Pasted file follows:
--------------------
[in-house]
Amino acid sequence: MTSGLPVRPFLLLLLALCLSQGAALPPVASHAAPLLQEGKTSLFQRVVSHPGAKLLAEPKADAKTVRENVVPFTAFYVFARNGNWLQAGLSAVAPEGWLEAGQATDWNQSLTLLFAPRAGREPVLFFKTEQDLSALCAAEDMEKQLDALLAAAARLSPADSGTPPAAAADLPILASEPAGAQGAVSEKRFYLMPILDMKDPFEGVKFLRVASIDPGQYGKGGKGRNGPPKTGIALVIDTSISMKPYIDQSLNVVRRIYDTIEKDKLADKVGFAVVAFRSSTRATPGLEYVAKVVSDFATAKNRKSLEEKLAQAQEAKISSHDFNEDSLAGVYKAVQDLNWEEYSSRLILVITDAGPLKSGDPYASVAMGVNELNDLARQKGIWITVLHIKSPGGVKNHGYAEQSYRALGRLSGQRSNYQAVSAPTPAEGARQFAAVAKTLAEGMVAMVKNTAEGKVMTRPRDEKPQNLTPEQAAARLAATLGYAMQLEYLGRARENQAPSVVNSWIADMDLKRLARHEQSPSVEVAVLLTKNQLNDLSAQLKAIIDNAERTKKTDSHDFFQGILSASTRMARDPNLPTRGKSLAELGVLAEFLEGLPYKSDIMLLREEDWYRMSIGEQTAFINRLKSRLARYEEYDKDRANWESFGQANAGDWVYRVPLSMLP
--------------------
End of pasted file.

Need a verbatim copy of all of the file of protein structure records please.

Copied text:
[in-house]
Amino acid sequence: MTSGLPVRPFLLLLLALCLSQGAALPPVASHAAPLLQEGKTSLFQRVVSHPGAKLLAEPKADAKTVRENVVPFTAFYVFARNGNWLQAGLSAVAPEGWLEAGQATDWNQSLTLLFAPRAGREPVLFFKTEQDLSALCAAEDMEKQLDALLAAAARLSPADSGTPPAAAADLPILASEPAGAQGAVSEKRFYLMPILDMKDPFEGVKFLRVASIDPGQYGKGGKGRNGPPKTGIALVIDTSISMKPYIDQSLNVVRRIYDTIEKDKLADKVGFAVVAFRSSTRATPGLEYVAKVVSDFATAKNRKSLEEKLAQAQEAKISSHDFNEDSLAGVYKAVQDLNWEEYSSRLILVITDAGPLKSGDPYASVAMGVNELNDLARQKGIWITVLHIKSPGGVKNHGYAEQSYRALGRLSGQRSNYQAVSAPTPAEGARQFAAVAKTLAEGMVAMVKNTAEGKVMTRPRDEKPQNLTPEQAAARLAATLGYAMQLEYLGRARENQAPSVVNSWIADMDLKRLARHEQSPSVEVAVLLTKNQLNDLSAQLKAIIDNAERTKKTDSHDFFQGILSASTRMARDPNLPTRGKSLAELGVLAEFLEGLPYKSDIMLLREEDWYRMSIGEQTAFINRLKSRLARYEEYDKDRANWESFGQANAGDWVYRVPLSMLP